Spins Off 2 Units, Expected to Ditch or Alter 'Mini-Agency' Setup
CHICAGO--Change is again afoot at Leo Burnett, faulted in the past for not keeping up with the times.
The agency last week announced two spinoffs intended to extend its reach into segmented markets, and is expected next month to announce a reorganization that would dismantle or dramatically alter its ballyhooed "mini-agency" setup.
The shape the new organization will take remains unclear. Possibilities include cutting the number of mini-agencies from the current seven, or firming up a holding company concept under which Burnett's various entities would operate, sources said. The mini-agencies were created in 1997, each with their own managing director, managing creative director and managing planning director.
Burnett is also expected this fall to finalize a long-anticipated deal with Dentsu giving the Japanese agency minority ownership, sources said.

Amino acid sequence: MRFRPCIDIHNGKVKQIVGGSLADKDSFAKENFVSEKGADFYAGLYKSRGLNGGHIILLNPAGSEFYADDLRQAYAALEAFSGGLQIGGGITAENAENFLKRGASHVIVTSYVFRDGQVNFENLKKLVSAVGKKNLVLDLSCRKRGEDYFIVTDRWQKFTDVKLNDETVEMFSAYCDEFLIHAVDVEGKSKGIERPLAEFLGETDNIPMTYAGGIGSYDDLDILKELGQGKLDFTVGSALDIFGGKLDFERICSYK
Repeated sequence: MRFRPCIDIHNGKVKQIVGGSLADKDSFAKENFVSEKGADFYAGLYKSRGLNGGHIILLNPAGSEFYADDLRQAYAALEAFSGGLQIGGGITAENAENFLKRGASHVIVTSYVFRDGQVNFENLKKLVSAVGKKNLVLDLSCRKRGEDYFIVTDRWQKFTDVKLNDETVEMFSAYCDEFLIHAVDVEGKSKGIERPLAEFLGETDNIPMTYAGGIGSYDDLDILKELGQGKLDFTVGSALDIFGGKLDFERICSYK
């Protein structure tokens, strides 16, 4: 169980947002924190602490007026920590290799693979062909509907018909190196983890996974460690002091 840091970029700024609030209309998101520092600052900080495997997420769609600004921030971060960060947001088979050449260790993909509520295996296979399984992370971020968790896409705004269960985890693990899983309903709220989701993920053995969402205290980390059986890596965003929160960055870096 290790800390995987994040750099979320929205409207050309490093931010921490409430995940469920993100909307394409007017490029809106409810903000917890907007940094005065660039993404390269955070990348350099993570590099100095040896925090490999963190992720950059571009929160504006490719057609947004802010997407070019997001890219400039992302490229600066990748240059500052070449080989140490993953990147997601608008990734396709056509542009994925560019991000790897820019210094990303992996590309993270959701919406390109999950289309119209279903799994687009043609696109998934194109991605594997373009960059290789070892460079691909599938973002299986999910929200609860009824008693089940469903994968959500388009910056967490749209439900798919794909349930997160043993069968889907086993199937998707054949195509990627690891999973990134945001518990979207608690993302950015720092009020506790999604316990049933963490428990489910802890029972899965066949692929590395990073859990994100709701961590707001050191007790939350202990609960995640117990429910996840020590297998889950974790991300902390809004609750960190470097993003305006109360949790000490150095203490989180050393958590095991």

Officials at Burnett declined to comment on either the reorganization or the Dentsu deal.
Last week, the Chicago agency spun off its Hispanic division, renaming it Lapiz, the Spanish word for pencil. "I like to think of this as an idea whose time has come," said Lapiz president Dolores Kunda.
Lapiz starts with more than $100 million in existing billings from Burnett clients including Procter & Gamble, Kellogg and Coca-Cola, and recently added Hispanic marketing for Sara Lee's Ballpark Franks. The shop is among the three largest Hispanic agencies in the country, Burnett officials said.
Also, Burnett media subsidiary Starcom Worldwide has set up a media management unit to service small-to-midsized agencies. The unit, dubbed StarLink, is modeled after the Western International entity from decades ago, said Jack Klues, Starcom's chief executive officer.
"We work in an industry that is identifying itself as a specialized concern," he said.
Bob Kubis, formerly a group account director with Foote, Cone & Belding in Chicago, will lead
StarLink and report to Kathy Ring, Starcom's chief marketing officer.